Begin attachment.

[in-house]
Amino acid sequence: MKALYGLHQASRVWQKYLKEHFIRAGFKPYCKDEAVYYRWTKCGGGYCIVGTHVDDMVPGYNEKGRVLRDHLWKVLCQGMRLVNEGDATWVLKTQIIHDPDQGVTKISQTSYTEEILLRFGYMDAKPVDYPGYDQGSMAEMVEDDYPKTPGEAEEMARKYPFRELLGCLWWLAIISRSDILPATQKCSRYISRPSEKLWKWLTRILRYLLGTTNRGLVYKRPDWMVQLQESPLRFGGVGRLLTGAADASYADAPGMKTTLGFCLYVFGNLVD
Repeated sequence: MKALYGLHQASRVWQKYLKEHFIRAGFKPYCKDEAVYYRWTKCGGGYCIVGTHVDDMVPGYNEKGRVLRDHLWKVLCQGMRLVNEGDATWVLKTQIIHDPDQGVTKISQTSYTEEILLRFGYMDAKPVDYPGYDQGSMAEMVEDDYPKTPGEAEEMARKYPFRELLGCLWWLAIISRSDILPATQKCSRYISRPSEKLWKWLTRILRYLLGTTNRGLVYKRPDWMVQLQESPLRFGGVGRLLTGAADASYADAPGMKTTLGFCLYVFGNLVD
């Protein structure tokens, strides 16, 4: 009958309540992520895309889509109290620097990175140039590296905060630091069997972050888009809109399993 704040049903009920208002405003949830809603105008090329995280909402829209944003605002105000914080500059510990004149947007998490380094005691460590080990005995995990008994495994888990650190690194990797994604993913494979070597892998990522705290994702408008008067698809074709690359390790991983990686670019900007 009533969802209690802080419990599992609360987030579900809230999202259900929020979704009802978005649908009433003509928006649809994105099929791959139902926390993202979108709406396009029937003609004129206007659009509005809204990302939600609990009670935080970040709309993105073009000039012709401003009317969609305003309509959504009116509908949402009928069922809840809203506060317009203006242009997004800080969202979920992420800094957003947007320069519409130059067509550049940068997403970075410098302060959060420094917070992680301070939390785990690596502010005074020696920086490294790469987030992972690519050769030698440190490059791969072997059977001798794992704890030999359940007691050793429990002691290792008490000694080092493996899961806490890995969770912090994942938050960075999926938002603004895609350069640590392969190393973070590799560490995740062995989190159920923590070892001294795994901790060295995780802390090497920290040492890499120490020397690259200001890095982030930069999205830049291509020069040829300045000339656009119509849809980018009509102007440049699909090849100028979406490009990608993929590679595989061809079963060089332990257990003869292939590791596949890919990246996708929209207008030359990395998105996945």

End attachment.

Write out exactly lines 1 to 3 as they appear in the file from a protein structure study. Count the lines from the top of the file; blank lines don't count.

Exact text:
[in-house]
Amino acid sequence: MKALYGLHQASRVWQKYLKEHFIRAGFKPYCKDEAVYYRWTKCGGGYCIVGTHVDDMVPGYNEKGRVLRDHLWKVLCQGMRLVNEGDATWVLKTQIIHDPDQGVTKISQTSYTEEILLRFGYMDAKPVDYPGYDQGSMAEMVEDDYPKTPGEAEEMARKYPFRELLGCLWWLAIISRSDILPATQKCSRYISRPSEKLWKWLTRILRYLLGTTNRGLVYKRPDWMVQLQESPLRFGGVGRLLTGAADASYADAPGMKTTLGFCLYVFGNLVD
Repeated sequence: MKALYGLHQASRVWQKYLKEHFIRAGFKPYCKDEAVYYRWTKCGGGYCIVGTHVDDMVPGYNEKGRVLRDHLWKVLCQGMRLVNEGDATWVLKTQIIHDPDQGVTKISQTSYTEEILLRFGYMDAKPVDYPGYDQGSMAEMVEDDYPKTPGEAEEMARKYPFRELLGCLWWLAIISRSDILPATQKCSRYISRPSEKLWKWLTRILRYLLGTTNRGLVYKRPDWMVQLQESPLRFGGVGRLLTGAADASYADAPGMKTTLGFCLYVFGNLVD